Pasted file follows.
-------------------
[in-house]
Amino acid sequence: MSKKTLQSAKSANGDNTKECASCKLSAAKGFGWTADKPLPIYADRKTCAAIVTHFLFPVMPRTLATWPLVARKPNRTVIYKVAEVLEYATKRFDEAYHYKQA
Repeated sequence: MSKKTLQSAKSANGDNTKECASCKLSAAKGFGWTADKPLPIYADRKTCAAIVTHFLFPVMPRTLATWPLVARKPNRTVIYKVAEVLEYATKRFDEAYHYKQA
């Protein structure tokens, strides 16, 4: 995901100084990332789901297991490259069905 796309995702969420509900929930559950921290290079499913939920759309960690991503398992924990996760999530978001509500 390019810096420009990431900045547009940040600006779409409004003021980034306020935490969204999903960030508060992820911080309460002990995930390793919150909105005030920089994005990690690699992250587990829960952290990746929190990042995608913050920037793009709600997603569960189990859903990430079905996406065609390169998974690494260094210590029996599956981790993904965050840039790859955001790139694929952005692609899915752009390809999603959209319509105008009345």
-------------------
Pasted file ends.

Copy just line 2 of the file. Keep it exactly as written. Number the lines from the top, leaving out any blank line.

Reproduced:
Amino acid sequence: MSKKTLQSAKSANGDNTKECASCKLSAAKGFGWTADKPLPIYADRKTCAAIVTHFLFPVMPRTLATWPLVARKPNRTVIYKVAEVLEYATKRFDEAYHYKQA